Any skeletal malformations resulting from these disorders are considered permanent.

Extreme Altitudes

Because the air is thinner in extremely high altitudes, the lungs have to work harder to maintain the exchange of oxygen and carbon dioxide. As such, people who live in areas higher than 16,500 feet will almost invariably have evidence of a barrel chest.

While there are only a handful of formal communities that meet this criterion—among them, La Rinconada in Peru (16,830 feet) and Tuiwa in Tibet (16,630 feet)—there are informal settlements that are situated ever higher.

While visiting high altitudes will not cause barrel chest, the thorax may appear larger as you expand the chest to take in deeper breaths.


Barrel chest is a visible symptom, so your doctor should be able to spot it on examination. They may also perform pulmonary function tests (e.g., spirometry) and bloodwork (e.g., a complete blood count and arterial blood gases) to assess how well your lungs are working.

Because barrel chest is not a disease in itself, so your doctor will work to identify the underlying condition causing it.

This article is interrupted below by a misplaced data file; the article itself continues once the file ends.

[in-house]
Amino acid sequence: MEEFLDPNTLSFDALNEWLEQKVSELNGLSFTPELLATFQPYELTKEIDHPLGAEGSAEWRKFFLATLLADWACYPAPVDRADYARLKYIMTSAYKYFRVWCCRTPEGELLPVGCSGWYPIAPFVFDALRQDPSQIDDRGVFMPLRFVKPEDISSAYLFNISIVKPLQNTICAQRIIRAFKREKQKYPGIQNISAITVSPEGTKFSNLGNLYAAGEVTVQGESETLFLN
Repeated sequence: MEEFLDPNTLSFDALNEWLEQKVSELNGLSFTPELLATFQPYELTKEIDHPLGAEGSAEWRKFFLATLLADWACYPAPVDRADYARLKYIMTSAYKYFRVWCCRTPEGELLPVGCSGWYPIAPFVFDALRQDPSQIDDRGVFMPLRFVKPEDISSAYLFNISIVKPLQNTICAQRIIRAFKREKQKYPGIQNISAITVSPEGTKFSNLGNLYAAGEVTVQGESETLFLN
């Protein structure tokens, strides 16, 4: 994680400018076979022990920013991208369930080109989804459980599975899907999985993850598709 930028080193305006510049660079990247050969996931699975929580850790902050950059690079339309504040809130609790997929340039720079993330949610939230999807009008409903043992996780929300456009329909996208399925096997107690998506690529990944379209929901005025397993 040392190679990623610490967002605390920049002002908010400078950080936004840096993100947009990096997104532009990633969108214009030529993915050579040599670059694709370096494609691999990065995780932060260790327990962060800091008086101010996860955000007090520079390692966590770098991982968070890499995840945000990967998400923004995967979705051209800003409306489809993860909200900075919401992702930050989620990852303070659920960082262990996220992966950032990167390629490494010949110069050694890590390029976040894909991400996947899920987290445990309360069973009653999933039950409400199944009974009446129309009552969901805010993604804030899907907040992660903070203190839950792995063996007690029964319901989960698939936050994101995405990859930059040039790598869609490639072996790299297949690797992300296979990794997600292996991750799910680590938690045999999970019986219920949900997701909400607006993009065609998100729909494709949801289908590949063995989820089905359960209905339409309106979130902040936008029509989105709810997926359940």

The main goal of treatment is addressing the condition causing barrel chest to both manage symptoms and prevent further progression. While treatments will vary depending on the cause of barrel chest, reducing the inflammation leading to inefficient breathing is essential.

In the case of emphysema and osteoarthritis, the control of symptoms through diet and gentle exercise, medication, and pulmonary rehabilitation may lessen the appearance of a barrel chest, but these therapies cannot eliminate it entirely.

As COPD is a progressive disease, any damage sustained by the lungs, rib cage, or sternum cannot be reversed.

Cystic fibrosis also affects lung development, due in part to related recurrent bouts of bacterial infection. As lung capacity decreases, the development of barrel chest is enhanced and is unable to be reversed. This is especially true in adults with cystic fibrosis, who have an average lifespan of around 37 years.

Barrel chest in children with severe asthma will generally reverse once the symptoms are brought under control. The greater concern is that, if left untreated, severe asthma may lead to impaired growth.

A Word From Verywell

Barrel chest may be caused by several different factors, and it's ultimately a visual signal of something bigger. This sign usually appears in the later stages of certain conditions like emphysema and osteoarthritis and should be taken as a possible indication of severe lung damage. While the condition itself is not usually reversible, work with your healthcare team to find ways to manage your symptoms and hopefully make breathing a little bit easier.